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Festivals of Kerala
               
             
            MAHA SHIVRATRI

            Maha Shivratri, Festival Of Kerala

            Maha Shivratri, the night of the worship of Shiva, falls on the Krishna Chathurdasi day, on the 14th night of the new moon during the dark half in the month of Megha or sometimes in Phalguna also.

            Shivratri ('ratri' = night) is the night when he is said to have performed the Tandava Nritya or the dance of primordial creation, preservation and destruction. In Kerala the month of Kumbham is noted for the Sivarathri festival which falls in February -March.

            It falls on a moonless February night, when Hindus offer special prayer to the lord of destruction.The festival is observed for one day and one night only. Shiva is known by many names like "Shankar", "Mahesh", "Bholenath", "Neelakanth", "Shambhu Kailasheshwar", "Umanath", "Nataraj" and others.

            According to the Puranas, during the great mythical churning of the ocean called Samudra Manthan, a pot of poison emerged from the ocean. The gods and the demons were terrified as it could destroy the entire world. When they ran to Shiva for help, he in order to protect the world, drank the deadly poison but held it in his throat instead of swallowing it. This turned his throat blue, and since then he came to be known as Nilkantha, the blue-throated one. Shivratri celebrates this event by which Shiva saved the world.

            On the day of Shivratri, a three-tiered platform is built around a fire. The topmost plank represents swargaloka (heaven), the middle one antarikshaloka (space) and the bottom one bhuloka (earth). Eleven urns or kalash, are kept on the swargaloka plank symbolizing the eleven manifestations of the Rudra Shiva. These are decorated with bilva (woodapple leaves) and mango leaves atop a coconut representing the head of Shiva. The uncut shank of the coconut symbolizes his tangled hair and the three spots on the fruit Shiva's three eyes.

            According to the Shiva Purana, the Maha Shivratri worship must incorporate six items: the ceremonial offer of cooling bael leaves to the deity, representing purification of the soul; the vermilion paste applied on the linga after bathing it, representing virtue; food offering which is conducive to longevity and gratification of desires; incense, yielding wealth; the lighting of the lamp which is conducive to the attainment of knowledge; and betel leaves marking satisfaction with worldly pleasures.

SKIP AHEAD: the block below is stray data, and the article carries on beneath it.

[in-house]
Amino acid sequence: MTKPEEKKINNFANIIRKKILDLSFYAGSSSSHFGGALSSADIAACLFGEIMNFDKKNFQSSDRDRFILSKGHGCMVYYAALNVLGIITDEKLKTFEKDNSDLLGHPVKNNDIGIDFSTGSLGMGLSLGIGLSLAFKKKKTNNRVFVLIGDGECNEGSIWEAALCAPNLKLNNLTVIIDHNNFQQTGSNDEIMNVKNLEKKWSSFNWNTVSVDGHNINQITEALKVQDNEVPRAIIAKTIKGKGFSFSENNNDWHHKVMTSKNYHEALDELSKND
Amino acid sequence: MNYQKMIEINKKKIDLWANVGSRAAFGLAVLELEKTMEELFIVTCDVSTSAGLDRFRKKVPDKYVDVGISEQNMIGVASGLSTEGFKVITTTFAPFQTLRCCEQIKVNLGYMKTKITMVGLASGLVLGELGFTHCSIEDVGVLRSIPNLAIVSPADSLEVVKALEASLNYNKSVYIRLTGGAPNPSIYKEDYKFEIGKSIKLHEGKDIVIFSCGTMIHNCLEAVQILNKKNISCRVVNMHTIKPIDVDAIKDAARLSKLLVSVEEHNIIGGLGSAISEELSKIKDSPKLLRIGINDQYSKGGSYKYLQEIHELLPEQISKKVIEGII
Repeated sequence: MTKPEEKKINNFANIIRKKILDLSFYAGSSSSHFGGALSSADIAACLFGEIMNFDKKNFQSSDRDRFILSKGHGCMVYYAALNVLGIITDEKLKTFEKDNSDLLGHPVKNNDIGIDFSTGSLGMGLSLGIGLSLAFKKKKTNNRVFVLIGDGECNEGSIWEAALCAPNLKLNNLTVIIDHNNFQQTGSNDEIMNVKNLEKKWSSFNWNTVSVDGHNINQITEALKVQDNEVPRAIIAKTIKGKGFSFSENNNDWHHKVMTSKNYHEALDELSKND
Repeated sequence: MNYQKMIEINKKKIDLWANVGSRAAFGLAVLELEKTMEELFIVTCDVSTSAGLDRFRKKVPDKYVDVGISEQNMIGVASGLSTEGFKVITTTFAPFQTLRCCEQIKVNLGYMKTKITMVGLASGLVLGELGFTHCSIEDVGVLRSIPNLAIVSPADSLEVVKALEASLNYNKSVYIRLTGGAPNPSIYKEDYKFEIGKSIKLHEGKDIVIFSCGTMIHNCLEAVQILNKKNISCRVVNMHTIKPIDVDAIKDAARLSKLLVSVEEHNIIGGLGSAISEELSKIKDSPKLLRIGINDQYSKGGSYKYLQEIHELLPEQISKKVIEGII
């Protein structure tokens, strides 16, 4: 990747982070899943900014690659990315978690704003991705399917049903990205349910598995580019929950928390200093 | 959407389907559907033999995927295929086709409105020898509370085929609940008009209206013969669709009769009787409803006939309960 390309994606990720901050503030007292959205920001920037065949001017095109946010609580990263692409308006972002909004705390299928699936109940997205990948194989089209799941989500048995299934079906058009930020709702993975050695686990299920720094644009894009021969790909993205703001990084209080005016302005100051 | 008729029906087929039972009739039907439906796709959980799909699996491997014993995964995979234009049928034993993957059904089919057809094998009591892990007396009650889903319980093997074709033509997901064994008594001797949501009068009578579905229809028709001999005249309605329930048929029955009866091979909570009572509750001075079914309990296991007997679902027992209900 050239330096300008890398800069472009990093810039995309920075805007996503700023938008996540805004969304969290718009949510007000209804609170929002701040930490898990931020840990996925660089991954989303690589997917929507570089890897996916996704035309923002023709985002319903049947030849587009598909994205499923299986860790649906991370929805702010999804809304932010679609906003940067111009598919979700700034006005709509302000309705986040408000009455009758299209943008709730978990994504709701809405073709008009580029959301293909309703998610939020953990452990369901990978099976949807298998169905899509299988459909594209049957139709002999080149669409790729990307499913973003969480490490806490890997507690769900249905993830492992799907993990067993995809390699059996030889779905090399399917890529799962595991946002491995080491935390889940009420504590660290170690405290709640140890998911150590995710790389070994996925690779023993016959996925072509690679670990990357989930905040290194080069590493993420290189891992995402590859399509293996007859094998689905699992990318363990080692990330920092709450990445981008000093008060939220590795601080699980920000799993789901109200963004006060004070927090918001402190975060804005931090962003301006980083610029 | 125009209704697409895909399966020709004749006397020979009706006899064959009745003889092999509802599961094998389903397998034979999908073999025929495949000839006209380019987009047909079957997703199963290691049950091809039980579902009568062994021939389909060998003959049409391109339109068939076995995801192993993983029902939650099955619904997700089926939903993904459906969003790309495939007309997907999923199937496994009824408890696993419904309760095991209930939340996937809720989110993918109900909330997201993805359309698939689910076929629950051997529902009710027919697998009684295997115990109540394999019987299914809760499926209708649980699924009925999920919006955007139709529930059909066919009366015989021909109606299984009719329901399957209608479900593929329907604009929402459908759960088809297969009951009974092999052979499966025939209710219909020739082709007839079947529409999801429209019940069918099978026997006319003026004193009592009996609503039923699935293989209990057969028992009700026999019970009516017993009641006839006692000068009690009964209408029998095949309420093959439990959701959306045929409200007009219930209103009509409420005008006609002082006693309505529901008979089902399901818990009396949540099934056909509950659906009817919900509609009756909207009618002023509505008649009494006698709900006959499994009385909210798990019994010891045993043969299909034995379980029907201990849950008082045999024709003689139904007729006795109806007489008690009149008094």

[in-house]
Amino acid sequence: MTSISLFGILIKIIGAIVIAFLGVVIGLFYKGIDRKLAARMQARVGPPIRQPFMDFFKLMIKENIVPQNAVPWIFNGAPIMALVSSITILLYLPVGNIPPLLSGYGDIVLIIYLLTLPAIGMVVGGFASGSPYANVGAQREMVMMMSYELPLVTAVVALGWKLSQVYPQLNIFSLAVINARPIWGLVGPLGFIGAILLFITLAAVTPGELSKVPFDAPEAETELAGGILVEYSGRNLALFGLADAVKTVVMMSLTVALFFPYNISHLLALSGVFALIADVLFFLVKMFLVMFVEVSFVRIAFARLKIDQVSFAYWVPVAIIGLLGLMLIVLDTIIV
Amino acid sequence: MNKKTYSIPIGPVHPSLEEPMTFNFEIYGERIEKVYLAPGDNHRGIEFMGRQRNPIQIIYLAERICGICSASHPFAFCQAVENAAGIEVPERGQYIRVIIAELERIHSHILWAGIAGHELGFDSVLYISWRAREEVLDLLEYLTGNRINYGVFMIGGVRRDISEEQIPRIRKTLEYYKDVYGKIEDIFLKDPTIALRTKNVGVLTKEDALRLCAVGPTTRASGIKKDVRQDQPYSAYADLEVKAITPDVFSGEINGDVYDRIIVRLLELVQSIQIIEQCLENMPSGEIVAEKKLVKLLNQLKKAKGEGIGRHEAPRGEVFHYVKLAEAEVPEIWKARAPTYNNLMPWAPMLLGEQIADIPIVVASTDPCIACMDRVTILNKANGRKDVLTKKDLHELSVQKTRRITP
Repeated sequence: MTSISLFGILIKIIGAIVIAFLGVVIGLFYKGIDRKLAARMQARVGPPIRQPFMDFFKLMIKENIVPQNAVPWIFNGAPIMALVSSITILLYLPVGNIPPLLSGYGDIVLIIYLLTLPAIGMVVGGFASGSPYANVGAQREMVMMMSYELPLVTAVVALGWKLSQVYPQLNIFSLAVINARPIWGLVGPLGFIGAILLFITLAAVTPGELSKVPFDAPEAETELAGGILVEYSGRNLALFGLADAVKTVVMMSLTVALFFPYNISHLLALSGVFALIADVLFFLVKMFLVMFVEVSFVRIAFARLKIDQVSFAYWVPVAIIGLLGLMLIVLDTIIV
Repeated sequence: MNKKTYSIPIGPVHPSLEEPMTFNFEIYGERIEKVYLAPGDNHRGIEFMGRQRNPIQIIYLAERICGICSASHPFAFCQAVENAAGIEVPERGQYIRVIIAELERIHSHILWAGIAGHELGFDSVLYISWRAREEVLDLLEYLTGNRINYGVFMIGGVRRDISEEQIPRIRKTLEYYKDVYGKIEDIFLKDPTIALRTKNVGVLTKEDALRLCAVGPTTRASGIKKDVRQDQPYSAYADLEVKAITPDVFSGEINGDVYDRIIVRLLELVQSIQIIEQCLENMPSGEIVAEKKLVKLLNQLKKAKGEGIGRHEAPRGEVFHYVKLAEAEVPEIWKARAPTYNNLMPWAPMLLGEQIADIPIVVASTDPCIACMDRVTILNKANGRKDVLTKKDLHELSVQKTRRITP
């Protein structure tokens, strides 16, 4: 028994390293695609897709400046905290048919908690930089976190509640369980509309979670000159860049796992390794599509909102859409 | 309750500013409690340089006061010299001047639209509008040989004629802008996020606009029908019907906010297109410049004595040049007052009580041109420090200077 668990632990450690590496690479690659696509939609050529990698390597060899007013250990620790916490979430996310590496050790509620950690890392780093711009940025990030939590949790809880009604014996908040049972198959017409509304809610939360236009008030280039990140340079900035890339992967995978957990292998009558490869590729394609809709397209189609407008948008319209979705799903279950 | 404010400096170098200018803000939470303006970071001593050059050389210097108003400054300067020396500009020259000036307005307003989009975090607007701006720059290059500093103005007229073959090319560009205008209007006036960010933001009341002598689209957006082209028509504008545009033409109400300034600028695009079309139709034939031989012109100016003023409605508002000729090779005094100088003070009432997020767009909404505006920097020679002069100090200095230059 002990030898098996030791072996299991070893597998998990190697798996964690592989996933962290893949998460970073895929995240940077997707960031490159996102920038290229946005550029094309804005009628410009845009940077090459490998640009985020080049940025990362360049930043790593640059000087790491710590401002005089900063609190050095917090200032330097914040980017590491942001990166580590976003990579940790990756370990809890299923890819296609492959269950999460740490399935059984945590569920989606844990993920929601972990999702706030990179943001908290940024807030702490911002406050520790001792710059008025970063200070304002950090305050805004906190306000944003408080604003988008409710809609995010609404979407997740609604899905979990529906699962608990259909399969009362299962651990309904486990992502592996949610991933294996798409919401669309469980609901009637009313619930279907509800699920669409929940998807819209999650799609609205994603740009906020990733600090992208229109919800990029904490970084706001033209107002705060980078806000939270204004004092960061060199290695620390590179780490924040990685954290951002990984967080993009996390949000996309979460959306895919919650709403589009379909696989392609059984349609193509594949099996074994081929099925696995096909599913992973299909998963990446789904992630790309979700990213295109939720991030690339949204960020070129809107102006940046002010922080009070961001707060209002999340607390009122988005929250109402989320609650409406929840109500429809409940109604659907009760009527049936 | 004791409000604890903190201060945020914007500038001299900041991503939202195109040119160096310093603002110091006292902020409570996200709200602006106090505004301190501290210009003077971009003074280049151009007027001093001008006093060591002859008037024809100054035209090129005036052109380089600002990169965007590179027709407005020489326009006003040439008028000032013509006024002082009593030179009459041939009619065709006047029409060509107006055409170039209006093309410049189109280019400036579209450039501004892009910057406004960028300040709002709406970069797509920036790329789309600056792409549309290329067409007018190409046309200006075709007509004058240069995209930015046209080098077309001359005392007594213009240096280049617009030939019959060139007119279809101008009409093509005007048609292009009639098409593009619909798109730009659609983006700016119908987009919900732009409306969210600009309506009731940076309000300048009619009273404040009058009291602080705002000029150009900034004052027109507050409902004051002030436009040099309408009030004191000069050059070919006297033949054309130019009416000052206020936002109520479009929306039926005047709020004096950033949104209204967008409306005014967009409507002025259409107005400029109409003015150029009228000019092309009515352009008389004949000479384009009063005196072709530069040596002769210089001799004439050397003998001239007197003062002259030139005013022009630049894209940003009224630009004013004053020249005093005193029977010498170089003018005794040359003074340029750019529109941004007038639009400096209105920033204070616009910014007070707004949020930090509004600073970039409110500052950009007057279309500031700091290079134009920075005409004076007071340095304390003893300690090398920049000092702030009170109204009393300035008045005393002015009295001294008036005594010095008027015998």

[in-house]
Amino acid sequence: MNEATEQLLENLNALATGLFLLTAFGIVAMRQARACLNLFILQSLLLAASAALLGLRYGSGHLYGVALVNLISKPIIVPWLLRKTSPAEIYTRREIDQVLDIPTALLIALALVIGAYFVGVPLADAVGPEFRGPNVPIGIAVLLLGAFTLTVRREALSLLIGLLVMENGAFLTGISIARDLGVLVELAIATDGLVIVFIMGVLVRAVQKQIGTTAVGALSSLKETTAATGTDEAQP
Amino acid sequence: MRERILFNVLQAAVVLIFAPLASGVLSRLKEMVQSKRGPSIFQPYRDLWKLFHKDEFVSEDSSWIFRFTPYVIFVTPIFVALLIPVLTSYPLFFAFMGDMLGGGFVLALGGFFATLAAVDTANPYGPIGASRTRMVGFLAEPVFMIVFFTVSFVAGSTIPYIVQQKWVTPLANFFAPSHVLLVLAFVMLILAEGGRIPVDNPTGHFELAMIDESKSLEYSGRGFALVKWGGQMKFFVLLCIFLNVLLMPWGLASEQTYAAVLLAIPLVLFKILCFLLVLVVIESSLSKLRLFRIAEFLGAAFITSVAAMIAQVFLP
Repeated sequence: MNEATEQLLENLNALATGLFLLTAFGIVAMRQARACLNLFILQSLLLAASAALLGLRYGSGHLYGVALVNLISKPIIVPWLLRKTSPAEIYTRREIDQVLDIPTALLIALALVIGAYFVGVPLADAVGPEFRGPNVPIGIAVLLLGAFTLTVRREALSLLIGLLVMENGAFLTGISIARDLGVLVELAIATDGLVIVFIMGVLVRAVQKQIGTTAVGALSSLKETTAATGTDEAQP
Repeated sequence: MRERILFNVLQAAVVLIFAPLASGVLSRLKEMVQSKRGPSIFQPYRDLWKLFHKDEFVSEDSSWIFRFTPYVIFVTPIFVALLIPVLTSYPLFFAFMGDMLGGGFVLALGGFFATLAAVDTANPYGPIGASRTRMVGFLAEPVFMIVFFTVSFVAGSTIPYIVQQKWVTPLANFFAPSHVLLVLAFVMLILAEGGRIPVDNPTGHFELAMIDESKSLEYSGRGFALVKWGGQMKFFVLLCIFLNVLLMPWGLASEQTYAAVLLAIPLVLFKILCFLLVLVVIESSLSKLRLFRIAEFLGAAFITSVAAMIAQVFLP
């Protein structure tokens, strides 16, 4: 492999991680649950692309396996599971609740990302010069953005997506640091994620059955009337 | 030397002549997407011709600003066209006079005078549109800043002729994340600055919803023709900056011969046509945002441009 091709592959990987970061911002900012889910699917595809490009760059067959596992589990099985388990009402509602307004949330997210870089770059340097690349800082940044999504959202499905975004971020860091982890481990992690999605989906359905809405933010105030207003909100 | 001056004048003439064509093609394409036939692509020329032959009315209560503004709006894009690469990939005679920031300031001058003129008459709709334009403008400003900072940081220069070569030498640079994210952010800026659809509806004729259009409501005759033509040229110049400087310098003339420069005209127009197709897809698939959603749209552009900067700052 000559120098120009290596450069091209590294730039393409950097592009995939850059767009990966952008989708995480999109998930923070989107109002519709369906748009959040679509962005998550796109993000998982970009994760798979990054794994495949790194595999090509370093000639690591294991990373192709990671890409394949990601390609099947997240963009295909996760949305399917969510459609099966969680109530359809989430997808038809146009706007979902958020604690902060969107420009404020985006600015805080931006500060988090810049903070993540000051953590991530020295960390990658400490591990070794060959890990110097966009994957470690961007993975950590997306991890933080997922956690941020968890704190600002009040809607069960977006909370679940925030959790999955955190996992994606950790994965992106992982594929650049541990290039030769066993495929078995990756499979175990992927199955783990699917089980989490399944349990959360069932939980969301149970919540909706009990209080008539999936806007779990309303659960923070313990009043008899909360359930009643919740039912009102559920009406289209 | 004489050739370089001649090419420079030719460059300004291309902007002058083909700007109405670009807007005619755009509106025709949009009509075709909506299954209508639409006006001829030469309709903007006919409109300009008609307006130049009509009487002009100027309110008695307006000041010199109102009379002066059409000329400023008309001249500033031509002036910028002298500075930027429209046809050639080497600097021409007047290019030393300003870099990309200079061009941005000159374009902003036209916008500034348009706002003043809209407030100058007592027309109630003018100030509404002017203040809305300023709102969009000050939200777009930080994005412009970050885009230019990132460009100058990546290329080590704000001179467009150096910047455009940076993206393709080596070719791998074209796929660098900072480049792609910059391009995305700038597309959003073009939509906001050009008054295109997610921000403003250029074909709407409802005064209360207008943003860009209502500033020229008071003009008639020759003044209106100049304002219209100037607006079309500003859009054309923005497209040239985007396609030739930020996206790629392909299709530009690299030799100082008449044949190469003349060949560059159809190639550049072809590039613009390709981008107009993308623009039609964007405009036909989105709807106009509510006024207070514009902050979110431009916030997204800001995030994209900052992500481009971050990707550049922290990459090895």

All through the day the devotees keep severe fast, chant the sacred Panchakshara mantra "Om Namah Shivaya", make offerings of flowers and incense to the Lord amidst ringing of temple bells. They maintain long vigils during the night, keeping awake to listen to stories, hymns and songs. The fast is broken only the next morning, after the nightlong worship.

            The celebration of Sivarathri at the Siva temple at Aluva on the sand bank of River Periyar is attended with great eclat. Here the Lingom (idol) of Siva rises out of the sand on the bank of the river. The sand bank is extensive and the pilgrims running into several thousands congregate here. People belonging to all classes, castes and creeds assemble for this festival, some for worship, some for merchandise and some for sightseeing.

            There are rows of sheds built where merchants exhibit every kind of merchandise for sale. There are shows, dances etc. meant for keeping the pilgrims awake throughout the night. In addition to the observance of Shivratri rites, most of the pilgrims offer Bali (sacrifice) to their ancestors in the morning succeeding the holy night.

             



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